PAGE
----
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Is Recognising Do Not Track (DNT) Signals Required Under the GDPR?

Published on: 2023-11-10 Is Recognising Do Not Track (DNT) Signals Required Under the GDPR?

Do Not Track (DNT) is back. A recent German court case against LinkedIn suggest that websites that track their users should recognise DNT signals or risk violating the General Data Protection Regulation (GDPR).

First proposed in 2009, the DNT header sends a signal from a user’s browser to request that websites do not “track” the user’s activities across the web. DNT is enabled by default in some browsers, but many website operators ignore DNT signals.

So what’s changed? Should your website avoid forcing cookies upon users with DNT enabled? It’s complicated, but this article explains why it’s time to take DNT seriously.

LinkedIn’s Berlin Court Case

Peter Hense is the founder of Sprint Legal and part of the legal team behind the Berlin court case against LinkedIn.

Hense said the case should have a “major impact on tracking”—but he was not surprised by the outcome.

“The court stated the obvious and even quoted a bunch of legal commentaries on it,” Hense said. “They all agreed with DNT being a valid signal.

LinkedIn did not immediately respond to a request for comment.

The Case Against LinkedIn

LinkedIn was taken to court by the Federation of German Consumer Organisations (known as “VZBV”), which alleged that the company violated the law in two main ways:

  • DNT signals: LinkedIn states that it does not respond to DNT signals and tracks users with DNT enabled.
  • Profile visibility: LinkedIn users’ profiles are visible to non-LinkedIn users, and LinkedIn does not make it sufficiently easy for users to keep their profile information private.

We’re focusing on the first point, but the Berlin Regional Court broadly sided with the consumer protection group on both issues.

LinkedIn’s Tracking

LinkedIn uses various scripts, cookies, and “fingerprinting” techniques to measure and analyse how people use its platform.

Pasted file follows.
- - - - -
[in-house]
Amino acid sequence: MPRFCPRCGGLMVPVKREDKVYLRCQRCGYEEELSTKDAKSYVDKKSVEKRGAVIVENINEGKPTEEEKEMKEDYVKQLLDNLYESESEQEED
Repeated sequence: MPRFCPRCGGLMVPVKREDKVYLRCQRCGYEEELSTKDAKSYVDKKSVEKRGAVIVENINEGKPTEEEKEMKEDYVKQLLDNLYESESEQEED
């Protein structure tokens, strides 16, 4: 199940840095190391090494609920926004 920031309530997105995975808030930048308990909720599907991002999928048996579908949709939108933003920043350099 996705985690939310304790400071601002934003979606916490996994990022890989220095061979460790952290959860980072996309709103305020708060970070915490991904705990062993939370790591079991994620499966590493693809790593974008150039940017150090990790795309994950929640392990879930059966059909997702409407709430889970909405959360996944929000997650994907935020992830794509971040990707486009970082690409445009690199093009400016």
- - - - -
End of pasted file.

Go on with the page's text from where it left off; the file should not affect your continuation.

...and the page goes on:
These technologies also collect data about users’ activities on other websites and share that data with third parties.

The court considered whether LinkedIn (and, by implication, other websites and online services) was required to obey DNT requests under the GDPR.

To answer that, we need to explain how LinkedIn justified its tracking activities in the first place.

LinkedIn’s ‘Legitimate Interests’

Under the GDPR, organisations need a “legal basis” to collect or use (“process”) personal data.

One example of a GDPR legal basis is “consent”: A person permitted to process their personal data in a specific way. LinkedIn gets consent for some of its activities.

But for the relevant tracking activities, LinkedIn relies on the legal basis of “legitimate interests”.

You can read more about “legitimate interests” here. For our purposes, the most important thing to note is this: If you’re relying on legitimate interests, people have the right to object to what you’re doing with their personal data.

The Right to Object

Under the “right to object”, a person can ask a company to stop processing their personal data in specific ways.

The company has to comply with a request unless—unless it can demonstrate that it has “compelling legitimate reasons” to continue using the person’s data (unless it’s using the data for “direct marketing” purposes, in which case it has to comply no matter what).

Let’s put this in the context of DNT signals.

You operate a website. Someone visits your website with “DNT” enabled.

According to the consumer group behind the LinkedIn case, this user is submitting a request under the right to object, and you’ll normally have comply with that request.

One of LinkedIn’s counterarguments was that DNT is not a widely-recognised standard—and, therefore, is not a valid request under the “right to object”.

Is DNT a ‘Recognised Standard’?

It’s true that the DNT standard has not seen widespread recognition across the web.

Do-Not-Track (DNT) support in modern browsers

The Tracking Protection Working Group (TPWG) of the World Wide Web Consortium (W3C) has long advocated for the legal recognition of DNT signals.

Since 2014, California has required website operators to disclose whether they honour DNT requests. This law, the California Online Privacy Protection Act (CalOPPA), is probably why LinkedIn included a DNT disclaimer in its privacy notice.

But that California law does not require website operators to actually do anything in response to DNT signals—it only requires them to explain whether they do anything. Unsurprisingly, most websites simply state that they ignore DNT requests and carry on tracking.